Fracking can be ‘bridge’ to green future - report

An anti-fracking poster on the garden gate of a house in Kirby Misperton. Picture: Anna Gowthorpe
An anti-fracking poster on the garden gate of a house in Kirby Misperton. Picture: Anna Gowthorpe
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FRACKING should be used to bridge the gap between conventional oil and gas and a future powered by renewable energy, according to a new report.

The Task Force on Shale Gas has urged the Government to use the money it raises from taxes generated by fracking to help fund improved renewable energy technology.

Its new report also urges Ministers to speed up the development of carbon capture and storage (CCS) - a technology with the potential to create hundreds of jobs in Yorkshire.

The industry-funded report has been published as North Yorkshire County Council considers whether to give the go-ahead to the use of the controversial fracking mining method at a site in Ryedale.

It warns that pursuing fracking in the UK should not be seen as an alternative to developing greener forms of energy supply.

Task Force chairman Lord Chris Smith, the former Environment Agency chairman, said: “The UK will only meet its binding climate commitments by moving in the long term to renewable and low carbon energy sources.

“Nonetheless, from the evidence it is apparent that renewables cannot meet the UK’s short term energy needs. Gas must play a role over the medium term.”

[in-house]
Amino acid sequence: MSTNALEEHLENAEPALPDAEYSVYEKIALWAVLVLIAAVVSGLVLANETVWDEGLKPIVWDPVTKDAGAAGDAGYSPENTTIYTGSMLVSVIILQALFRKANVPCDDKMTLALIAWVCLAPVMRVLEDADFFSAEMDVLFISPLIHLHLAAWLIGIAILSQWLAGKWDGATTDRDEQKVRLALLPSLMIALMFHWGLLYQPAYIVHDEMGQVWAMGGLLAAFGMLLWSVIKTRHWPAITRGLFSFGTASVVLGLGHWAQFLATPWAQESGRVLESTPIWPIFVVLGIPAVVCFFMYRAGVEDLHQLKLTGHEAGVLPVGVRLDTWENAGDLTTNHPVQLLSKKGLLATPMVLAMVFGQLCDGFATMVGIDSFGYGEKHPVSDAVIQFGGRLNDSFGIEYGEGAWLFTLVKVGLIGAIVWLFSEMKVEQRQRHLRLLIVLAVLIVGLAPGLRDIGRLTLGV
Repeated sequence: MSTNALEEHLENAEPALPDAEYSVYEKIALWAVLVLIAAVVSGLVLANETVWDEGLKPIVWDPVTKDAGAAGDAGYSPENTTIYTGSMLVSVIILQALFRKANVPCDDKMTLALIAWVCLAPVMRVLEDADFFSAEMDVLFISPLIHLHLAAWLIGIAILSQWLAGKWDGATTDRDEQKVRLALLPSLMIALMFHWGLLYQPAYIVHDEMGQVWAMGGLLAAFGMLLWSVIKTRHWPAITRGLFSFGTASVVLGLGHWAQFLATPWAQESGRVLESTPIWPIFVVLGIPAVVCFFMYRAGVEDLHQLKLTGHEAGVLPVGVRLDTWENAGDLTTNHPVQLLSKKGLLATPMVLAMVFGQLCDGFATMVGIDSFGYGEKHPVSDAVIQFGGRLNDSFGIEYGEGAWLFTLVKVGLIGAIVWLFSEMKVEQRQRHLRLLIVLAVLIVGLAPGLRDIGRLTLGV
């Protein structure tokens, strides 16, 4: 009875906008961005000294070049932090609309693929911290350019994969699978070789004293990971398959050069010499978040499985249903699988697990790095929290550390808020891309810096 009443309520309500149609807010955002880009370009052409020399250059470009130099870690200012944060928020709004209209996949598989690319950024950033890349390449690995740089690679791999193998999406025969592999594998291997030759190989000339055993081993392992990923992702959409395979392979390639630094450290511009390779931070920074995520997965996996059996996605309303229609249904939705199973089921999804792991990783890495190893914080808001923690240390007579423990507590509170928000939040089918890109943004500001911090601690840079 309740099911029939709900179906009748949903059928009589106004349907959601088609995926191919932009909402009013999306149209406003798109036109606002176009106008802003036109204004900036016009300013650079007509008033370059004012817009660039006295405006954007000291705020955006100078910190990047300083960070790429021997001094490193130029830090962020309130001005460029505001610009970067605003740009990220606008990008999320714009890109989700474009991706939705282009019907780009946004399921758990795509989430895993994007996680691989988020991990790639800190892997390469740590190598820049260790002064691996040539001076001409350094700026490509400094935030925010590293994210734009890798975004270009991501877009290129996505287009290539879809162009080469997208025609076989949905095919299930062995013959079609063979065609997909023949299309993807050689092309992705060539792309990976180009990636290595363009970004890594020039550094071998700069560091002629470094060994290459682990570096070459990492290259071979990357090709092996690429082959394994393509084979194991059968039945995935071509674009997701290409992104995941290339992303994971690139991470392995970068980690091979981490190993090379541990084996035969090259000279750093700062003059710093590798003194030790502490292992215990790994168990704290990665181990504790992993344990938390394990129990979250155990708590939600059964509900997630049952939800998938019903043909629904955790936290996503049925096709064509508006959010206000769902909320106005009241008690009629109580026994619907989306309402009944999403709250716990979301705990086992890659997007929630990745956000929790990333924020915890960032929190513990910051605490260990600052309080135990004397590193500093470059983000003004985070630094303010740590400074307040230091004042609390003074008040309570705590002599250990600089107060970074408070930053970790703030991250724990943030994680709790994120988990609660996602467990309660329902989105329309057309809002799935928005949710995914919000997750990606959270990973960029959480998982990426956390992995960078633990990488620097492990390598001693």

Campaigners are urging North Yorkshire County Council to reject an application to carry out test-fracking at a site near Kirby Misperton.

Critics of fracking argue the process - which sees sand, chemicals and water pumped into rock formations deep underground - carries major environmental risks.

Chris Redston, from the Frack Free Ryedale campaign group, said it would be “impossible for anyone to conclude that this report is in any way independent or impartial”.

“Over the summer the Government have removed almost all support for wind and solar energy, at the very time when this needs to be maintained in order to help us make the transition to a low-carbon economy.

“Even if the shale gas industry were allowed to develop as fast as it wishes, it would not produce any meaningful quantities of gas for a decade, by which time we will need to be drastically reducing our dependence on fossil fuels,” he said.

The Task Force report is the latest to urge the Government to do more to speed up the development of CCS technology.

Ministers have repeatedly been criticised by MPs for delaying decisions on which prohects to support with £1 billion earmarked for CCS.

A scheme known as the White Rose Project would see a new power plant built at the Drax site near Selby with harmful gases stored under the North Sea.

Energy Minister Andrea Leadsom said: “I completely agree with Lord Smith’s conclusion that shale could play a role as a “bridge” to a low carbon future.

“We are completely committed to securing a low carbon future, however we are not yet at a point where renewables can fully meet our current energy needs.”